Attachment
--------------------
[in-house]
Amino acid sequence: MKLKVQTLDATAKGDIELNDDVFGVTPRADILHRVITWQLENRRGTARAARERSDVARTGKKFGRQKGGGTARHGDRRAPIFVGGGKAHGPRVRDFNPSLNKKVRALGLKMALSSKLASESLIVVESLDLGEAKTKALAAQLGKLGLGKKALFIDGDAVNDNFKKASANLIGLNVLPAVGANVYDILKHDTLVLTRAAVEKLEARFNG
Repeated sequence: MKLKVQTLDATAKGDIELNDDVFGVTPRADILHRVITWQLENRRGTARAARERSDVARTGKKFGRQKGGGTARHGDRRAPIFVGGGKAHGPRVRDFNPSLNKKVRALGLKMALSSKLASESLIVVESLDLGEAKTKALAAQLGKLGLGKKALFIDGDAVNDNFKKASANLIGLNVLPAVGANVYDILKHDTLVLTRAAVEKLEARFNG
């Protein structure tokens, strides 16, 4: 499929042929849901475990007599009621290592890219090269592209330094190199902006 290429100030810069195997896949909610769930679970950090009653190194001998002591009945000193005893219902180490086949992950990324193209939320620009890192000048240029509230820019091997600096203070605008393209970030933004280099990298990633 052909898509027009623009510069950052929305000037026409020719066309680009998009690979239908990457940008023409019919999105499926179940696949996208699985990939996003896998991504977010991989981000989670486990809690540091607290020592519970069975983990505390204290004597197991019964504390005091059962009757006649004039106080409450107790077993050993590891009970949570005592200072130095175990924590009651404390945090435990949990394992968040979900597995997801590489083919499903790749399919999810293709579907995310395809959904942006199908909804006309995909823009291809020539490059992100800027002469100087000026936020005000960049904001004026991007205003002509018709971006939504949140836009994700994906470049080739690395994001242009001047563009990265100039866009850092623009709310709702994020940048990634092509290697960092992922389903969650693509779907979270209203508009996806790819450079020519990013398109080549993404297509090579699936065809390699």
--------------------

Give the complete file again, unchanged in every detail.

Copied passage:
[in-house]
Amino acid sequence: MKLKVQTLDATAKGDIELNDDVFGVTPRADILHRVITWQLENRRGTARAARERSDVARTGKKFGRQKGGGTARHGDRRAPIFVGGGKAHGPRVRDFNPSLNKKVRALGLKMALSSKLASESLIVVESLDLGEAKTKALAAQLGKLGLGKKALFIDGDAVNDNFKKASANLIGLNVLPAVGANVYDILKHDTLVLTRAAVEKLEARFNG
Repeated sequence: MKLKVQTLDATAKGDIELNDDVFGVTPRADILHRVITWQLENRRGTARAARERSDVARTGKKFGRQKGGGTARHGDRRAPIFVGGGKAHGPRVRDFNPSLNKKVRALGLKMALSSKLASESLIVVESLDLGEAKTKALAAQLGKLGLGKKALFIDGDAVNDNFKKASANLIGLNVLPAVGANVYDILKHDTLVLTRAAVEKLEARFNG
């Protein structure tokens, strides 16, 4: 499929042929849901475990007599009621290592890219090269592209330094190199902006 290429100030810069195997896949909610769930679970950090009653190194001998002591009945000193005893219902180490086949992950990324193209939320620009890192000048240029509230820019091997600096203070605008393209970030933004280099990298990633 052909898509027009623009510069950052929305000037026409020719066309680009998009690979239908990457940008023409019919999105499926179940696949996208699985990939996003896998991504977010991989981000989670486990809690540091607290020592519970069975983990505390204290004597197991019964504390005091059962009757006649004039106080409450107790077993050993590891009970949570005592200072130095175990924590009651404390945090435990949990394992968040979900597995997801590489083919499903790749399919999810293709579907995310395809959904942006199908909804006309995909823009291809020539490059992100800027002469100087000026936020005000960049904001004026991007205003002509018709971006939504949140836009994700994906470049080739690395994001242009001047563009990265100039866009850092623009709310709702994020940048990634092509290697960092992922389903969650693509779907979270209203508009996806790819450079020519990013398109080549993404297509090579699936065809390699």